This story has no meaning, if you expect a meaning, go read Esopo. This story has no importance, if you expect importance, go read Homer. This story has no morals, if you expect morals, go read Spinoza. This story has no substance, if you expect substance, go read a book. This story has no content, if you want content, go to another story. This story does have an author, but if you want a good author, go read Cervantes
The little white thing went higher and higher and higher until no longer gravity could just tolerate this dull and monotone behaviour and decided to bring it down. Unwilling to argue, the golf ball decided to just do as was demanded of it (the ball was a pushover after all) and fell to the ground, missing by a few metres the hole it was supposed to fall into.
Far from there, a man of about forty five years old cursed, his ball had fallen much farther from the sixth hole than Leonardo's. "Guess I can't compete with you, Mr. Galleano," he admitted, letting one of his hands slip into his pockets.
"Don't be ridiculous Mr. Huttwell, you were doing quite fine until recently, and you do play a lot less than myself," said the Italian man, taking his cigar out of the mouth. Gebbler Hutwell knew he only did that to appear distinguished, and he wasn't so wrong, Leonardo still disliked the taste and the smell of cigars, but he only became rich for about six months ago.
Gebbler, on the other hand, was born distinguished. His family was one of the happy families that manufactured tobacco-based products, and he was the king of that empire since his father died when he was thirty. But, as Leonardo so elegantly demonstrated, people preferred to buy from the competitors. So he recently had sold the company to a bigger one. But since he was about to go bankrupt, he had sold it for less than a third of its true value.
The Italian man called the caddies and the four of them walked to where the balls had fallen. A little while ago, when they began, Gebbler had cursed Leonardo when he insisted that they didn't rent a golf cart, but only in his mind. Because Gebbler still hadn't given up. In fact, he had a admirable business project that simply couldn't fail, except he needed capital. And Leonardo had capital. Leonardo was practically the Capital.
The Capital gently tapped the ball with his putter, and hit the hole. A birdie. He pulled the cigar out of his mouth, to chuckle, but he was a bit clumsy and the cigar fell to the ground, not even half-smoked. He sighed and took a box of cigars from his pocket, he pulled one, cut it, put it in his mouth, and lit it. He then stepped on the ten euros worth thing to put it out.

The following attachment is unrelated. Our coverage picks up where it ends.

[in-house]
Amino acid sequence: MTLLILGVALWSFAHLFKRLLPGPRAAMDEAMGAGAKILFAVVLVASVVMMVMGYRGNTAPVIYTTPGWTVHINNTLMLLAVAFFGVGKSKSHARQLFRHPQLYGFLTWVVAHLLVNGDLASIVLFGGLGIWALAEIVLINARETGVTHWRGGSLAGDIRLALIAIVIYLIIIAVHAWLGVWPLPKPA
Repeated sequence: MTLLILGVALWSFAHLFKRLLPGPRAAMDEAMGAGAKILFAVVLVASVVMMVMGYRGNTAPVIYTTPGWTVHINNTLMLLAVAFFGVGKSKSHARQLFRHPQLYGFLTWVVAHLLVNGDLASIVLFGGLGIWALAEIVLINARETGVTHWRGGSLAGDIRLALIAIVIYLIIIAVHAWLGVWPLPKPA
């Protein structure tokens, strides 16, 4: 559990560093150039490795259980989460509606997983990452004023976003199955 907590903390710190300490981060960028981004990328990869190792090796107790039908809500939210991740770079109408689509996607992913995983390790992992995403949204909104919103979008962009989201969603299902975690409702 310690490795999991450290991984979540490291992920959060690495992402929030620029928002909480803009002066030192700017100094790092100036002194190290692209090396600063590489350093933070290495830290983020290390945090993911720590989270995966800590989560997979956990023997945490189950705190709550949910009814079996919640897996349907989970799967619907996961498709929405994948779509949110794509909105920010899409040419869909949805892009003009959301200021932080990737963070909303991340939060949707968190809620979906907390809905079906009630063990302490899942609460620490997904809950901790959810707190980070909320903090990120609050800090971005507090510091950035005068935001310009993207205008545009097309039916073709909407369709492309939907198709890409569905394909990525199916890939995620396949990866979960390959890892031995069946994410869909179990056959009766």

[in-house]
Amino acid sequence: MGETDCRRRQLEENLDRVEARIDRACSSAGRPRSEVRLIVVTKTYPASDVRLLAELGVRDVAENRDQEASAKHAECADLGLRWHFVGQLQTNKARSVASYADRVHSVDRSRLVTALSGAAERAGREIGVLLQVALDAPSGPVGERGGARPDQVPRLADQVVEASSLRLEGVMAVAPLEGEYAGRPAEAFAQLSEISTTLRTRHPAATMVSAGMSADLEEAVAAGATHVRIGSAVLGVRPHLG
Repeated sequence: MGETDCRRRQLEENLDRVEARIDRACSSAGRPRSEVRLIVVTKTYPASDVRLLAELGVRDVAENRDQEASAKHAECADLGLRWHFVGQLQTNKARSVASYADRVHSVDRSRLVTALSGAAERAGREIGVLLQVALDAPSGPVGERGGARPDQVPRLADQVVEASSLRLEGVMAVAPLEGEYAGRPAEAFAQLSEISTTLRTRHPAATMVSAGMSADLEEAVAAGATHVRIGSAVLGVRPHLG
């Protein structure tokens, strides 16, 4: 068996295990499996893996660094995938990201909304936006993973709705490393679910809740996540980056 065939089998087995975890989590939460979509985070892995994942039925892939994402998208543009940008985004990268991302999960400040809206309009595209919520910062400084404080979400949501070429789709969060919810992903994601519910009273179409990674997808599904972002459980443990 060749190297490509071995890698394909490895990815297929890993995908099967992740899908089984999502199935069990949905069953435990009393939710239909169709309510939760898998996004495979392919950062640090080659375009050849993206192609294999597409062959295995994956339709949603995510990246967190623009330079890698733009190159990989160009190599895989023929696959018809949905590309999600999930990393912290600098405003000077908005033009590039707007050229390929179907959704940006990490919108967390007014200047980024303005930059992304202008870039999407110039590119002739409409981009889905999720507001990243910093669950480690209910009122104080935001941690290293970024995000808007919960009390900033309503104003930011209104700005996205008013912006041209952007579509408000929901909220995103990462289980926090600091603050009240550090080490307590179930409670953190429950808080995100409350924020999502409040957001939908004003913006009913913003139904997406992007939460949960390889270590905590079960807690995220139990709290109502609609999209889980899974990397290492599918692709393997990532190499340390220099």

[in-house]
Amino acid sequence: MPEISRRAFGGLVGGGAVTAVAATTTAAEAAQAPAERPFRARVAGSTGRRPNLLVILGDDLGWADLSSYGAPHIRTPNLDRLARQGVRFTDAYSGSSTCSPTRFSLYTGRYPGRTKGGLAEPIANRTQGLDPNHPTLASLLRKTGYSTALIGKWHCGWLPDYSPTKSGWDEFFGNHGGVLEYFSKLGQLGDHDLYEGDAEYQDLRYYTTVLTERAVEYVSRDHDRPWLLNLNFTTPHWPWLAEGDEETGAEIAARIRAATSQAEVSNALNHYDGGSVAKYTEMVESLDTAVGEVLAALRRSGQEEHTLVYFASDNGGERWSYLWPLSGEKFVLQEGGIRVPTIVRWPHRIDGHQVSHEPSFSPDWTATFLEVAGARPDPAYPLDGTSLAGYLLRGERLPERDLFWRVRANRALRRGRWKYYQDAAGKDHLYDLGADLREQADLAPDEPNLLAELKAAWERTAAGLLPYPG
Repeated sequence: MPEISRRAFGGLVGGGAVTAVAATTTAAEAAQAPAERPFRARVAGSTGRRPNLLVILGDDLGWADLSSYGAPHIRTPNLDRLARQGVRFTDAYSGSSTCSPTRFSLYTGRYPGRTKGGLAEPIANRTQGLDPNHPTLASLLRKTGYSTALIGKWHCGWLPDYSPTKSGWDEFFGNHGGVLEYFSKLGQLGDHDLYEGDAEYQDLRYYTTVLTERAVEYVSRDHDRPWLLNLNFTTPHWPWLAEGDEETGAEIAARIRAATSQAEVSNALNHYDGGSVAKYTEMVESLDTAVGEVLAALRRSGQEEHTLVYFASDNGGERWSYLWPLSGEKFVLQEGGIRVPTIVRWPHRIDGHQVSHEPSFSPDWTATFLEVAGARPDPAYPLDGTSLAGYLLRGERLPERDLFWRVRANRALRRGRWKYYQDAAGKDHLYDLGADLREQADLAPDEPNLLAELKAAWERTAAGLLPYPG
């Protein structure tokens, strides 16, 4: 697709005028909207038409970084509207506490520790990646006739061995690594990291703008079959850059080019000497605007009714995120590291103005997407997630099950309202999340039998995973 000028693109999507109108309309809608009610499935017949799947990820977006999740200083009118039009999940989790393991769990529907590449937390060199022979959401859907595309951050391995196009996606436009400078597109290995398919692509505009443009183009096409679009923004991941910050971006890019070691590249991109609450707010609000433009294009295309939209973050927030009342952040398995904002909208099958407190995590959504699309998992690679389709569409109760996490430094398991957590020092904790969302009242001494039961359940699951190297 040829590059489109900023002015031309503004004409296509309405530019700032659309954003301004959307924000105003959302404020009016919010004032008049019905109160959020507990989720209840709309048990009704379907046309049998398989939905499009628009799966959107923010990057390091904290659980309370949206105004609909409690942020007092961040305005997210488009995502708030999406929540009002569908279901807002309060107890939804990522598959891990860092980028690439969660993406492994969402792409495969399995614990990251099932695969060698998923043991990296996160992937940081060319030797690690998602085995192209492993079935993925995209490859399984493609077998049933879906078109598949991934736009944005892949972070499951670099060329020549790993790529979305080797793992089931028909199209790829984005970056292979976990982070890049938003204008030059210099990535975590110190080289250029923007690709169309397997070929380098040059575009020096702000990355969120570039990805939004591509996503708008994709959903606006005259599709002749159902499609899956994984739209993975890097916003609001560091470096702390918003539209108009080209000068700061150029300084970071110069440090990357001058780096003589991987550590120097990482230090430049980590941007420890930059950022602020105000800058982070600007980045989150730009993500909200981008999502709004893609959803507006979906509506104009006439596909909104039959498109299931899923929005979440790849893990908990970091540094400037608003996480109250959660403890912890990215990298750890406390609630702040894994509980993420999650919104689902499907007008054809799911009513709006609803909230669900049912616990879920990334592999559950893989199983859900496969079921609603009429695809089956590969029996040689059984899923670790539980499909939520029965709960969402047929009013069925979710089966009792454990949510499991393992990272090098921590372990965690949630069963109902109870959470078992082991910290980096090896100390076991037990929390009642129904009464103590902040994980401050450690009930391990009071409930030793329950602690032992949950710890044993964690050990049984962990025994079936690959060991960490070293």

He waited for Gebbler's strike. Gebbler didn't realize it for some seconds, as he still tried to process what just happened. After he did, he blurted out, "Mr. Cap...Mr. Galleano, I have a proposal for you, I believe I told you already..." Gebbler stopped as the Capital held his hand up, in a sign of halt. He gave his putter to the caddie and plucked a small piece of dust from the shoulder of his golfing attire.
"Oh yes, your...idea," the Capital told him, smirking.
"You see, it is a very promising market, not many competitors are in it. All we need is a decent product, and marketing. I know some people, friends of my father, and they know other people in this field...now, you don't have many contacts, and I don't have much..." he was going to say capital, but, for some reason, he decided for "I need an initial investment."
The Capital didn't seem convinced. "N-normally, I would go to a bank, but this is a niche market, and it will take some time until people start to notice me, not enough time to pay for any money I borrow from a bank. So, my best choice is a partnership, specially with a successful man like yourself, that will get us attention."
The Capital simply nodded. After a moment of silence, he finally answered, "Mr. Huttwell, I am a naturally blunt man, so I will be blunt. I don't give a shit about your project, it's too risky, still, the kind of price you're asking me is less than I make in a semester. So I don't see why not. If you make me interested. Now, we known each other for quite some time now..."
Gebbler wasn't liking the way this conversation was going. "And we play golf every week, we even go to each other's house sometimes, now when I go to your house, I can't help but notice your daughter..." Gebbler snickered, and regretted it soon enough.
"I'm sorry, Mr. Galleano, but she is...well, she is seventeen and you...well, I don't think she would be interes..." Gebbler tried to explain, but was cut short, by a Leonardo that gestured widely, slightly flushed
"Oh, no. I don't mean myself; I mean my son, he is very interested in your daughter it seems, but, of course, he is the son of a poor Italian man, and, at his age, a bit clumsy with the...girl problem," Leonardo accidentally dropped a cigar again, it was the third that day, he forgot about it and continued, "So, I thought that we might be associates in family as much as in business, if you know what I mean." said the Capital.
"I want the best for my son, of course, and, currently, the best for him is marrying a girl of status before he falls for one of those pretty crackheads. I thought that you could...facilitate the process, if you understand what I mean," said the Capital.
"Ah, I'll see what I can do," Gebbler said, and said no more. But his answer was "Of course, Mr. Capital, your son will marry a girl of status no matter if I have to whip my daughter into submission myself," in his mind, of course.
The Capital probably took that as acquiescence, because he tapped Gebbler's shoulder and told him, in a friendly tone, "Nice doing business with you, now...the next hole is the seventh or the sixth?"